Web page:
TPS Registrants Deserve Chance for Green Card

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By David Sperling

 

More than 200,000 Salvadorans and Hondurans have had Temporary Protected Status for more than16 years, but the end of the program may be in sight.

 

Haitians who have TPS since 2010 have been told to start packing their bags, and the U.S, ambassador to El Salvador stated recently that “Temporary means temporary.”

 

I don’t believe that the Trump administration will simply terminate TPS and attempt to deport the beneficiaries.  It would make no sense. The 190,000 TPS beneficiaries from El Salvador and 60,000 from Honduras deserve the opportunity to apply for Green Cards.

 

No other group is more deserving.  TPS registrants are trusted employees and entrepreneurs who pay taxes and are an integral part of the community. They are regularly finger-printed and have no serious criminal record. The majority have children who were born in the United States, and are therefore U.S. Citizens.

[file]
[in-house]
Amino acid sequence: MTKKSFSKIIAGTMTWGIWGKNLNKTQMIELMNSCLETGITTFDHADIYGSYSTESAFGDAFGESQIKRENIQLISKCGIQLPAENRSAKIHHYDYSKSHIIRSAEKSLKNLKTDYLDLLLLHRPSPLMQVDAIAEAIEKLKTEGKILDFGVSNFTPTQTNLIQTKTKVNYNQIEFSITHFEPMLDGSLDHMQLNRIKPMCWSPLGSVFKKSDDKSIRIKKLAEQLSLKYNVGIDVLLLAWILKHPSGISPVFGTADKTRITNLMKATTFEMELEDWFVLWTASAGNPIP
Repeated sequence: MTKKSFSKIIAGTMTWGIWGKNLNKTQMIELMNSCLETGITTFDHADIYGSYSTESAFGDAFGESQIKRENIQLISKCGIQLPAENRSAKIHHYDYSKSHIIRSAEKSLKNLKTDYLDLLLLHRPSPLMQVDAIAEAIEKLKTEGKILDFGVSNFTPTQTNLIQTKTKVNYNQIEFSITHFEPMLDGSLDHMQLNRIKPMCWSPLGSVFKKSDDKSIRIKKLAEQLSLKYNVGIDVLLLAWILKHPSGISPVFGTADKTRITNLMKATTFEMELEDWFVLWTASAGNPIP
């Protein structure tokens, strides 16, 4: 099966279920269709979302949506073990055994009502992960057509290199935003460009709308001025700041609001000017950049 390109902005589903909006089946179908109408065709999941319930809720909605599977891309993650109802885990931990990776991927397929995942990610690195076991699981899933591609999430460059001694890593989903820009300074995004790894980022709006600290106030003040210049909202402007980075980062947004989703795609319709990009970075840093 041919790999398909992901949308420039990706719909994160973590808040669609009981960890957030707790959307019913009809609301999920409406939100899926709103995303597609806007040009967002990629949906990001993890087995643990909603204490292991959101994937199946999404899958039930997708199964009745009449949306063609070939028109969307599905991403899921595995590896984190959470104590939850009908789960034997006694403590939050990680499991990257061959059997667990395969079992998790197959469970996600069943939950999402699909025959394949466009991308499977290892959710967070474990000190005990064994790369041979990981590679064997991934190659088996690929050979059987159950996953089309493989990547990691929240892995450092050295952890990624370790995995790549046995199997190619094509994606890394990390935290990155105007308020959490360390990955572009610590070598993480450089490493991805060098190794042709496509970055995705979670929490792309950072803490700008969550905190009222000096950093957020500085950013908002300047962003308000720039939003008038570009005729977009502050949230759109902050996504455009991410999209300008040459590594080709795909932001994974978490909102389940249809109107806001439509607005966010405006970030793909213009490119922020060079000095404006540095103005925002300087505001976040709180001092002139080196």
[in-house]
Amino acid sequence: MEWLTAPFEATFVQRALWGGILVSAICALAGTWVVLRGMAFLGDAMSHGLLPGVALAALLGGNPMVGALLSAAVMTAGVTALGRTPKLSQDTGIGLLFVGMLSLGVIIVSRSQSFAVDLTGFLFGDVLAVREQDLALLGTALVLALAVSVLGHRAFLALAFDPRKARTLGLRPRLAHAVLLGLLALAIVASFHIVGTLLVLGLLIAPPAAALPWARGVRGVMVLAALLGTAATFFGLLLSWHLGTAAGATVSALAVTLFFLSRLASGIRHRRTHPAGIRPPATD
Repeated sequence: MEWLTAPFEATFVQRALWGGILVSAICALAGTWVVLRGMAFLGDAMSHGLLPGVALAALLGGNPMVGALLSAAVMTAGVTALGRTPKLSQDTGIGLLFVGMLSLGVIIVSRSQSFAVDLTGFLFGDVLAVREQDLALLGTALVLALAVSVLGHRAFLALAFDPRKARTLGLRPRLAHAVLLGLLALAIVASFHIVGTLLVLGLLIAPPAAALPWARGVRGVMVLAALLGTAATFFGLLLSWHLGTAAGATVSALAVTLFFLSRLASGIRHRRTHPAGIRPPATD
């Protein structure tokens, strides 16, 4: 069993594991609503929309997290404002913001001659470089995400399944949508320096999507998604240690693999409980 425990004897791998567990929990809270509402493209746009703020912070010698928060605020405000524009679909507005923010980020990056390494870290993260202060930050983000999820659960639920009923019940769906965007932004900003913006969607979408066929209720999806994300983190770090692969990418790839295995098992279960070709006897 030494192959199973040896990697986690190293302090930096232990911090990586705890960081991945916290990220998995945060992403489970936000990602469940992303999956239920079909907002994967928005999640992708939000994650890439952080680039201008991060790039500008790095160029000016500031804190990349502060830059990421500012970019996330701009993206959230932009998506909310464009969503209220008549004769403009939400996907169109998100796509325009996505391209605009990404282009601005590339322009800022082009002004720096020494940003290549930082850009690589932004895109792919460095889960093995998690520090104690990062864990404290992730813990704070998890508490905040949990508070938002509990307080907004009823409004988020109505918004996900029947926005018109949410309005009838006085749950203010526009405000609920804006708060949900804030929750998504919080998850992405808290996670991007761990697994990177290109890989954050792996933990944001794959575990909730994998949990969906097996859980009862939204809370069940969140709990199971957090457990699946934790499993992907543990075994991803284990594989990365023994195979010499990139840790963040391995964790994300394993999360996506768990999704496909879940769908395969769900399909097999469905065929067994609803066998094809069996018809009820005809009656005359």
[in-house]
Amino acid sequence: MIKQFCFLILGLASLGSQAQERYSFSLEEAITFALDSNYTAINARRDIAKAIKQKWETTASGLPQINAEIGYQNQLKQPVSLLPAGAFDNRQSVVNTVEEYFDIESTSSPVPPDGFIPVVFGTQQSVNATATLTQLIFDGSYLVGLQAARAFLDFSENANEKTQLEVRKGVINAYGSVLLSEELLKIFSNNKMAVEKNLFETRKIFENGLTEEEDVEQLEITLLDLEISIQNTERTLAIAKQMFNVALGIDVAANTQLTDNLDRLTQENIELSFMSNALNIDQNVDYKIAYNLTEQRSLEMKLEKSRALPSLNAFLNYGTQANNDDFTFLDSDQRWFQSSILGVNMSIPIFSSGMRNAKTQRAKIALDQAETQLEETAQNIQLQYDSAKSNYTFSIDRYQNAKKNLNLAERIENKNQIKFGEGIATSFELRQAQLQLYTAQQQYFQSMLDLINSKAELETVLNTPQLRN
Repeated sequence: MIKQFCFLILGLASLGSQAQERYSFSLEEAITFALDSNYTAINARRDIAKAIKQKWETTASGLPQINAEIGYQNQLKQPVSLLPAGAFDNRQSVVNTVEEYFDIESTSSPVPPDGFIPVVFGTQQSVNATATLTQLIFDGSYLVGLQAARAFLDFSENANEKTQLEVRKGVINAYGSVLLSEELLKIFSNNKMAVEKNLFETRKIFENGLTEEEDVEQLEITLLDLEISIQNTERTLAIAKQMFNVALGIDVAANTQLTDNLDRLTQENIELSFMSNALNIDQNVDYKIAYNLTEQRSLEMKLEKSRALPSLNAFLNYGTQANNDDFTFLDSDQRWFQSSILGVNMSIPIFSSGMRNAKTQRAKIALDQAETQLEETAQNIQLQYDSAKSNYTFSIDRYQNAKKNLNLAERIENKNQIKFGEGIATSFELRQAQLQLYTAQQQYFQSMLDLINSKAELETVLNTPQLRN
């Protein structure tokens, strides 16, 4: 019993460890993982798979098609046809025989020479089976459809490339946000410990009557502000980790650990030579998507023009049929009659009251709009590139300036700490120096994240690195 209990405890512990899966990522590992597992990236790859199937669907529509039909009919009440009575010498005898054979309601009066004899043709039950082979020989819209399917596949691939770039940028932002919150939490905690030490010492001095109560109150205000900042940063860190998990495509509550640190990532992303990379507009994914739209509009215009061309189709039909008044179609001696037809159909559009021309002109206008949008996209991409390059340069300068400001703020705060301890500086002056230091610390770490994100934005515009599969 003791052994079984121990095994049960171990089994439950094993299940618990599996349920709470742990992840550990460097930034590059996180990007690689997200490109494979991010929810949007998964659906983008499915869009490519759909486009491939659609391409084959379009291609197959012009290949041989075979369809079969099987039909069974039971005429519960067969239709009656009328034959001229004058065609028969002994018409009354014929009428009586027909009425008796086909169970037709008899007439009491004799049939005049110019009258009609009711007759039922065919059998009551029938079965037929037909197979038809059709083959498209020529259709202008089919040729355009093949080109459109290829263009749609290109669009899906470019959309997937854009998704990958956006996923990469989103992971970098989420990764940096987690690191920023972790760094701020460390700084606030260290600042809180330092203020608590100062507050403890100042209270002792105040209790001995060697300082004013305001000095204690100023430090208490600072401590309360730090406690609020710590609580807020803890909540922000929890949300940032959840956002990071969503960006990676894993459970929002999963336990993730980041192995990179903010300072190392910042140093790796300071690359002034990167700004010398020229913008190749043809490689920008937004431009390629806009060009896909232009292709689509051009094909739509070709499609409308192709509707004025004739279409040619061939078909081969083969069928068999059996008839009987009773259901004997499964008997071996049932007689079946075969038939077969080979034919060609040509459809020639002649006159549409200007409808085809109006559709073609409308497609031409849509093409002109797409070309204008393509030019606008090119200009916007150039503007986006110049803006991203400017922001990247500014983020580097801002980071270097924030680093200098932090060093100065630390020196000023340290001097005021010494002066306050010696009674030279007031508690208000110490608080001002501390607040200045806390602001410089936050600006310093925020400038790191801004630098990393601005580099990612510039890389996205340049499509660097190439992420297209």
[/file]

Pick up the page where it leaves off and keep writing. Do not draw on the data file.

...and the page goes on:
There is a movement already underway to advocate for Salvadoran and Honduran TPS beneficiaries. In fact, one of my associates, Eduardo Villacorta, an attorney in El Salvador and the United States, traveled to Washington in late June with several prominent Long Island Salvadorans to lobby for support.

 

I started my immigration practice shortly before President Bill Clinton signed the  Nicaraguan Adjustment and Central American Relief Act (NACARA) in 1997.

 

To qualify for a Green Card, applicants needed only to prove they had applied for a previous TPS in 1991 or filed for political asylum before April 1, 1990, been in the United States for at least seven years continually and possessed good moral character.  In practice, it was not necessary to prove extreme hardship.

 

TPS beneficiaries now easily meet those residency and moral character requirements for legal permanent resident status.  NACARA was not at all controversial in 1997, and I cannot imagine any credible opposition to similar legislation now. Now is the time to mobilize and start gathering support.

 

 

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David Sperling is an immigration attorney. with offices in Central Islip, Riverhead, Huntington Station and Hempstead.

 

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